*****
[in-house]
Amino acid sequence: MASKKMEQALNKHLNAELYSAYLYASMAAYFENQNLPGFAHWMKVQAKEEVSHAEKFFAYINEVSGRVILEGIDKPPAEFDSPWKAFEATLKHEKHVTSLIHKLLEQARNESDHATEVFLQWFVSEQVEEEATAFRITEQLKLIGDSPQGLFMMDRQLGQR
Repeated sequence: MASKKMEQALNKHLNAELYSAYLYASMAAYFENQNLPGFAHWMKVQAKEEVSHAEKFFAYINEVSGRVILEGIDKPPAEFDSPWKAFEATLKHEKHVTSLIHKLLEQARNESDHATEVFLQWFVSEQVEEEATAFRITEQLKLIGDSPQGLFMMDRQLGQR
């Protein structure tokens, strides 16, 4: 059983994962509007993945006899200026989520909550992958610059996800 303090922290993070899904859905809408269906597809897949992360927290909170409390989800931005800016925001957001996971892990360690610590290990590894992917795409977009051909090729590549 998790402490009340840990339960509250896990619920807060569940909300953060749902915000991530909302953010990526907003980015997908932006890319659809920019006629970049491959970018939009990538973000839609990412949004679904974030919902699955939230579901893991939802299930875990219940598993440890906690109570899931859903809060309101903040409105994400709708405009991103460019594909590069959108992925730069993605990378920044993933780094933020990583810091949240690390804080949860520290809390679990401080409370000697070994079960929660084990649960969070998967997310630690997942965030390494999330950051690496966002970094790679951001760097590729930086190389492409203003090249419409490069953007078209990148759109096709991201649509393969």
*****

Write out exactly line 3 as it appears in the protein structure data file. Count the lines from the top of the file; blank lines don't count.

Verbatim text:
Repeated sequence: MASKKMEQALNKHLNAELYSAYLYASMAAYFENQNLPGFAHWMKVQAKEEVSHAEKFFAYINEVSGRVILEGIDKPPAEFDSPWKAFEATLKHEKHVTSLIHKLLEQARNESDHATEVFLQWFVSEQVEEEATAFRITEQLKLIGDSPQGLFMMDRQLGQR